The International Press Institute (IPI), a global network of editors, media executives and leading journalists for press freedom, stands in solidarity with its members in Myanmar and called for an immediate return to democratic rights amid Monday’s military coup d’état.
The military took over the reins of power on February 1, after detaining Aung San Suu Kyi, the leader of the National League for Democracy (NLD), and President Win Myint. A statement issued by the military said that power had been handed over to commander-in-chief Min Aung Hlaing because of “election fraud”.
“IPI and its global network of members stand firmly in solidarity with our members and the wider journalistic community in Myanmar who face a renewed crackdown as the military eviscerates the progress that Myanmar made in its return to democracy”, IPI Executive Board Chair Markus Spillmann said.
He added: “In 2015, IPI held our World Congress in Yangon as a sign of support for Myanmar’s newfound commitment to a democratic future and respecting freedom of expression. Today’s coup violates those commitments and severely endangers the right of the media to work freely and provide the public with independent information. The military authorities in Myanmar must immediately reverse course and the international community must stand up strongly and unequivocally for a democratic Myanmar that respects fundamental rights.”
During the 2015 World Congress, then-Information Minister U Ye Htut, a director-general at the ministry during the military dictatorship, told participants that Myanmar’s transition to democracy was „irreversible“.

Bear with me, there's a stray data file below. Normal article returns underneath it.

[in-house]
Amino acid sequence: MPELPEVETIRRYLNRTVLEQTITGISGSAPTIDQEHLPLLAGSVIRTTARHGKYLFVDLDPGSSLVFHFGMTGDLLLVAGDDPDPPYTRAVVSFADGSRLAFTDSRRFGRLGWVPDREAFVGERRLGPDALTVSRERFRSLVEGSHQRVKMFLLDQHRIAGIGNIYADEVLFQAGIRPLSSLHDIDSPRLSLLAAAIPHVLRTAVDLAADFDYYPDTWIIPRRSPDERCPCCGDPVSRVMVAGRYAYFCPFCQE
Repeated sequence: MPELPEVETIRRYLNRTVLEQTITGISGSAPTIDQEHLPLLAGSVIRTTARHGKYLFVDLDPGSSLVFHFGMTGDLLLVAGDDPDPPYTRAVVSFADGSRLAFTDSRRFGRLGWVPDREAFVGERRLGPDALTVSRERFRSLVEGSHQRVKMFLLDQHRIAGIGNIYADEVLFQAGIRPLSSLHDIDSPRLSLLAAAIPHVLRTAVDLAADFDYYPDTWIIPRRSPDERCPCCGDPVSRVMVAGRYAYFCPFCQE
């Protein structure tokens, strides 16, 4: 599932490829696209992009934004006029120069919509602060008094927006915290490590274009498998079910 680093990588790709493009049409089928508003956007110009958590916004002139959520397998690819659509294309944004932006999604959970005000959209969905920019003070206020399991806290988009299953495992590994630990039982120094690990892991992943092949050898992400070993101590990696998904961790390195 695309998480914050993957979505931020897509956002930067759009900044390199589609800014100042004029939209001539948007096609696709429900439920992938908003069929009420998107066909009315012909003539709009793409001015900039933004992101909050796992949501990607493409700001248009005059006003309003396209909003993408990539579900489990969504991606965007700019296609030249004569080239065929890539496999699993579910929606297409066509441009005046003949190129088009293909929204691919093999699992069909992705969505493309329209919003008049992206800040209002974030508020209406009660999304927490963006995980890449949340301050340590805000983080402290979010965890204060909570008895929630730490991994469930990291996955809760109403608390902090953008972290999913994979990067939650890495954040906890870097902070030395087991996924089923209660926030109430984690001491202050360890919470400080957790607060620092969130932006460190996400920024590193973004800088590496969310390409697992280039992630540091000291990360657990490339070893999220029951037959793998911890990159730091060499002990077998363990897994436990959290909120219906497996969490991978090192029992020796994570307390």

Despite such promises, press freedom in Myanmar has witnessed a rapid decline in the past few years. In 2017, two Reuters journalists were arrested on charges of violating the Official Secrets Act. Wa Lone and Kyaw Soe Oo spent over 600 days in prison before being released on May 7, 2019 as part of a larger amnesty.
Last year, Nay Myo Lin, editor-in-chief of the Voice of Myanmar, based in city of Mandalay, was arrested by authorities at his home on March 30. More recently, two Rakhine state journalists working for the Development Media Group, deputy editor Nay Win San and reporter Hnin Nwe, were arrested on January 22 under the telecommunications law for an article published online by the Development Media Group on January 10.
Media reports said that Suu Kyi has called on her supporters to protest against the coup and not to accept the military rule. In a statement she said: “The actions of the military are actions to put the country back under a dictatorship…I urge people not to accept this, to respond and wholeheartedly to protest against the coup by the military.”
Soon after the coup, phone services and internet connectivity in major cities were down. The coup came hours before the new members of Parliament were to meet for their first session on February 1, following the November 8 elections in which the NLD secured 83 percent of the votes, defeating the military-backed Union Solidarity and Development Party.
The military had alleged widespread election fraud and filed cases before the Supreme Court against the president and the chair of the Electoral Commission. The military claimed that it had come across 8.6 million irregularities in voter lists in 314 townships that might have allowed people to vote multiple times. The electoral commission refuted the allegation saying it had not found any irregularities.
Over the past few days, the military had come under international pressure following reports that it was planning a coup. On January 30, the military issued a statement saying it would protect and abide by the constitution.
The coup has drawn widespread international condemnation, with the United States threatening to take actionagainst those responsible for it. European Council President Charles Michel demanded the immediate release of Suu Kyi. U.N. Secretary General Antonio Guterres expressed his grave concern regarding the declaration of the transfer of all legislative, executive and judicial powers to the military.